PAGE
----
ROY DISNEY - Imagineer

Roy Disney, nephew of Walt, and former Chairman of Disney's feature animation, worked for the 'Mouse House' for over thirty years before Michael Eisner pushed him from the board. Responsible for everything from Toy Story to The Lion King, Roy is an unashamed lover of comedy and escapist family entertainment. In his only interview for online media, Roy talked with Netribution in 2000 about IMAX and the future of Fantasia, the problems with Dinosaur, the secrets of Disney's success, growing up in the shadow of Uncle Walt and his unfulfilled dreams of designing aircraft. He also talks for the first time about the then year's eagerly awaited follow-up to Toy Story/A Bug's Life - Monster's Inc. In Belfast for the first European showing of 102 Dalmations, I caught up with Roy at the Cinemagic conference where he was the keynote speaker. Roy's Irish routes are quite sincere - he owns a house near Cork where he spends a third of his year - and at the turn of the century the Disney clan found themselves in Ireland en route from France to the States.

Roy Disney at Cinemagine 2000What brings you to Belfast?
Well we were asked by Shona McCarthy the best part of a year ago to become part of the festivals and over several months we found out more about it, then Shona came to Los Angeles - and she's tough - I couldn't help it really. I was really curious to come up here in any case, spend a little more time than the one day I was up here last summer.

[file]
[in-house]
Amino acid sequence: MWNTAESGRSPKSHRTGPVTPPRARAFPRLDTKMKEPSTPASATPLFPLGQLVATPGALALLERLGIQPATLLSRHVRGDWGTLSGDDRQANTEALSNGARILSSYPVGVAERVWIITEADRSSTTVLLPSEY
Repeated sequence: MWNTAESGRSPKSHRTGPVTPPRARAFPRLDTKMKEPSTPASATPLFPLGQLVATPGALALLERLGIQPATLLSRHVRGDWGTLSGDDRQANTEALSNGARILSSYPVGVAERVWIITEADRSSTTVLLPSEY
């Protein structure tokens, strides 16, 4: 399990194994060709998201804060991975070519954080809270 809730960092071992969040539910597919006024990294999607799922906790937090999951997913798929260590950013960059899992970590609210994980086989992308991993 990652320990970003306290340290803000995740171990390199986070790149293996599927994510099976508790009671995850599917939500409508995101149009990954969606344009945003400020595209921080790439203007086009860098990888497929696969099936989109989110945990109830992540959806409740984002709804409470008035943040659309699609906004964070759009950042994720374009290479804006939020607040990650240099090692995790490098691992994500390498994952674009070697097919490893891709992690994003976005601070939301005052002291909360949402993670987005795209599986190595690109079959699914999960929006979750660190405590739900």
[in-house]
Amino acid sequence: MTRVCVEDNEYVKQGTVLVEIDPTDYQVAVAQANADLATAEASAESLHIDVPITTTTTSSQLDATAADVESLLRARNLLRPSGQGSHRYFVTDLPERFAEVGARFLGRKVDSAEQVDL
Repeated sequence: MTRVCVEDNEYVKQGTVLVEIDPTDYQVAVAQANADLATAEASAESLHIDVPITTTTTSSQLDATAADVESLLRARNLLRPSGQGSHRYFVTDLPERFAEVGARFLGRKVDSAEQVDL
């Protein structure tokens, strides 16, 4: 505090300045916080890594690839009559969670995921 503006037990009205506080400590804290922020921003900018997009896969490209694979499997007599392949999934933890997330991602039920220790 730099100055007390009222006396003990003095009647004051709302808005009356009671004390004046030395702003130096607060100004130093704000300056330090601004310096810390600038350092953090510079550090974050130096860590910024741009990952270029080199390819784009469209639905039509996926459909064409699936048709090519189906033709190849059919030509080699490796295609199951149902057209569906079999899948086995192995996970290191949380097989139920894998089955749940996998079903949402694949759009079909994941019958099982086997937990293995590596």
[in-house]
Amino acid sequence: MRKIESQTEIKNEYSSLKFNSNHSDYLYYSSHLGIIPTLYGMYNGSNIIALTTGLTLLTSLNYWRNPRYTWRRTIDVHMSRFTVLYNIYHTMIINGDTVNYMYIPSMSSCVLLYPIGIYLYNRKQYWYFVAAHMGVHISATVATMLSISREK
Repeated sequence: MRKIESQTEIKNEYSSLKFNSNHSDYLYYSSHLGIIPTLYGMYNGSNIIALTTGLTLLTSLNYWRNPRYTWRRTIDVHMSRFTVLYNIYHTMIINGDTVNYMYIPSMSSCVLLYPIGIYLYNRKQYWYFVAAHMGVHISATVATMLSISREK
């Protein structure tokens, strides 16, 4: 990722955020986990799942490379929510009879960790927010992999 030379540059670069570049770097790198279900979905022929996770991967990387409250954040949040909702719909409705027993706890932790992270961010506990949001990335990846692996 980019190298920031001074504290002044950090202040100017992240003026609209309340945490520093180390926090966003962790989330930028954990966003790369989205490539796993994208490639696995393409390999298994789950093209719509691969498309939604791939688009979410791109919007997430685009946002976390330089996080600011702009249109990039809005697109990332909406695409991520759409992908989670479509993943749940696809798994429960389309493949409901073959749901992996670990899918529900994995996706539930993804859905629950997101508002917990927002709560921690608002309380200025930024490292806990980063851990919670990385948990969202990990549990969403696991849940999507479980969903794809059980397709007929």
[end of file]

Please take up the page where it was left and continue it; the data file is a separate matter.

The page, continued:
I understand you have a home near Cork?
Yes, I've had that for about 10 years now and we try to spend 3 or 4 months there every year.

Do the Disney family have any Irish routes?
Yes, the name is actually French - it came from a little town in Normandy called Disigny, the name got corrupted and a lot of those people found themselves in Ireland on the way to the States. We have some pretty deep roots here, I married a girl named Daly who's older brother was the ambassador to Dublin back in '81/'82, during Reagan's years. That was the first time I came to Ireland - she was there and we fell in love, wound up buying a place and it’s a pretty solid thing here.

Why was the decision made to shoot 102 Dalmatians in the UK?
Well, if you take it back to the original anyway it 's actually a British story, there were also financial reasons as much as anything else I think.

Were you happy with the outcome of Dinosaur?